Using VR Phenomenological Landscape Analysis to explore Diachronic Ritual Space at Cerros, Belize

Author(s): Jeffrey Vadala

Year: 2015


The Oculus Rift virtual reality headset used alongside 3D site reconstructions provides a huge potential for a phenomenologically based landscape analysis. This presentation explores the methods and results of a study using these technologies that focuses on understanding the diachronic changes in the construction of ritual space at the Maya site of Cerros, Belize. Site maps were modeled in 3D according to each historic phase and converted for use in a highly immersive and interactive video game engine compatible with the Oculus Rift. When combined with virtual reality, Cerro’s 3D recreated monumental site core creates a sense of spatial immersion that virtual reality specialists call "presence," a sense of being in another place. Phenomenological considerations of embodied movement in space could thus be analyzed in tandem with the active generation of visual fields. With this capability, the built and unbuilt landscapes were diachronically analyzed, focusing on how changing spatial orientations affected embodied movement, emerging visual fields, and the experiential capacities of public and private ritual events.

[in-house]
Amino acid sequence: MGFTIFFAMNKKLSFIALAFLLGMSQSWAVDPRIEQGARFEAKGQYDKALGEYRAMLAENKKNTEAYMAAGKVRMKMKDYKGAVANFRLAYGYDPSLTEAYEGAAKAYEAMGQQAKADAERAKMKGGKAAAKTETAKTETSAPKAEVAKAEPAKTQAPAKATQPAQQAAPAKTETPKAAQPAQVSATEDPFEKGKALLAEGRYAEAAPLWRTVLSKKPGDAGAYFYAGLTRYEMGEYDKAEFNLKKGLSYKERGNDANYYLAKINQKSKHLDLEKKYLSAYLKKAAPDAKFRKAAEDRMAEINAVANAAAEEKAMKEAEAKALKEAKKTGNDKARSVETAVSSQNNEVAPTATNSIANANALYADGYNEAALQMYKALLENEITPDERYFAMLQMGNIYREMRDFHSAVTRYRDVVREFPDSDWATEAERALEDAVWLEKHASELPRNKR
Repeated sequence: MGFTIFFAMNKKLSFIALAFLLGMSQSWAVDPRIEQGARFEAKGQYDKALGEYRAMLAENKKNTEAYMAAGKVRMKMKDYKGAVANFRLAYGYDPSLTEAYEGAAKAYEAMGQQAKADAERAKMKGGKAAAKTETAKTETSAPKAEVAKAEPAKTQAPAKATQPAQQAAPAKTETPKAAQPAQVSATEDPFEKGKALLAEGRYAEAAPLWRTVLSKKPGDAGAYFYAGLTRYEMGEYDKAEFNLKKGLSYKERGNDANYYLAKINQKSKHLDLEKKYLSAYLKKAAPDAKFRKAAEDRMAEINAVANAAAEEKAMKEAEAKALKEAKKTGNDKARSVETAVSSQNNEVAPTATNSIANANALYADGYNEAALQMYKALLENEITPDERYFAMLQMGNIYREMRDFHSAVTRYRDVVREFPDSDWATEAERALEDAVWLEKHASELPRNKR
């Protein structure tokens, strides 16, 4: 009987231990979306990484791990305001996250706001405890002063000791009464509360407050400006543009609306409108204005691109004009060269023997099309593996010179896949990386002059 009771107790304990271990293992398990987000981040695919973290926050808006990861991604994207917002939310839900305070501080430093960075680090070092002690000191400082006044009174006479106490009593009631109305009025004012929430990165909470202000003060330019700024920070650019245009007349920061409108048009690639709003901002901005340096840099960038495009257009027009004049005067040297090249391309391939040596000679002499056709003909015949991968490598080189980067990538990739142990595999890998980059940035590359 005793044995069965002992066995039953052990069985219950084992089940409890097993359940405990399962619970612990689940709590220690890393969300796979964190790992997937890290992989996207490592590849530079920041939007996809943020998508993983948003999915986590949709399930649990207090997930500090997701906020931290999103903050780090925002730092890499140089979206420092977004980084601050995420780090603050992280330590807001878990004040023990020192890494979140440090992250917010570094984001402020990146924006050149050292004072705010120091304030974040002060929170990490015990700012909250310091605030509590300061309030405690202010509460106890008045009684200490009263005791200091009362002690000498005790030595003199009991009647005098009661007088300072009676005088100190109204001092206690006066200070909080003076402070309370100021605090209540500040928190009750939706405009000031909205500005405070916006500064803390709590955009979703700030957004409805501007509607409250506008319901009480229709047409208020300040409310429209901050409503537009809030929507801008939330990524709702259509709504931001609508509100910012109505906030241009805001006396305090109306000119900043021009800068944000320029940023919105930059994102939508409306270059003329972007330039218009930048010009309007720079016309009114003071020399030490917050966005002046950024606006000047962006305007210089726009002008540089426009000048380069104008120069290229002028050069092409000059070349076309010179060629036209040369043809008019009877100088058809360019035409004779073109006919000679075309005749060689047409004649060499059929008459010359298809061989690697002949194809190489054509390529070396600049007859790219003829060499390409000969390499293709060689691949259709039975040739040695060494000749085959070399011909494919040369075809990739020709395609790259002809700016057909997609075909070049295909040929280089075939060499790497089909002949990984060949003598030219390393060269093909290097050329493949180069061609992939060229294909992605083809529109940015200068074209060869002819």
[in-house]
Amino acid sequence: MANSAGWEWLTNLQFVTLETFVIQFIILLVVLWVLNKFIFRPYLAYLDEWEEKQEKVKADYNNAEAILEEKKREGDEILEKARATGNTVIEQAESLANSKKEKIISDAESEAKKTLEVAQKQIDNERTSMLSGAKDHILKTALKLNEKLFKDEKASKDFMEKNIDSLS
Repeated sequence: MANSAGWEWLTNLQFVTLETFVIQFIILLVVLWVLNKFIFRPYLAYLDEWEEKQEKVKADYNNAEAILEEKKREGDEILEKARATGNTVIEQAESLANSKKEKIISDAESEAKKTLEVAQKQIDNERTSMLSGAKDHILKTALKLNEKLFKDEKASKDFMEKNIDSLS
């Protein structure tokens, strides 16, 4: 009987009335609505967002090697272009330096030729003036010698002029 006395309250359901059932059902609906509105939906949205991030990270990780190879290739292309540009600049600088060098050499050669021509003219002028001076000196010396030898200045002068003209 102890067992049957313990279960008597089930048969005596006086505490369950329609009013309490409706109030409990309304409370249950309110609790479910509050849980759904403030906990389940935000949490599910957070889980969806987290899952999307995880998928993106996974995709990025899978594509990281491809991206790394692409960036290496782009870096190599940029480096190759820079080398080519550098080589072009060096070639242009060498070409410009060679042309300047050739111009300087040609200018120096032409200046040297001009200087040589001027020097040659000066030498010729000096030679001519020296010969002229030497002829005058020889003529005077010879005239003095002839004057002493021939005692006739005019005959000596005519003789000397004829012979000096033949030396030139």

SAA 2015 abstracts made available in tDAR courtesy of the Society for American Archaeology and Center for Digital Antiquity Collaborative Program to improve digital data in archaeology. If you are the author of this presentation you may upload your paper, poster, presentation, or associated data (up to 3 files/30MB) for free. Please visit for instructions and more information.

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Using VR Phenomenological Landscape Analysis to explore Diachronic Ritual Space at Cerros, Belize. Jeffrey Vadala. Presented at The 80th Annual Meeting of the Society for American Archaeology, San Francisco, California. 2015 ( tDAR id: 397897)

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Spatial Coverage

min long: -107.271; min lat: 12.383 ; max long: -86.353; max lat: 23.08 ;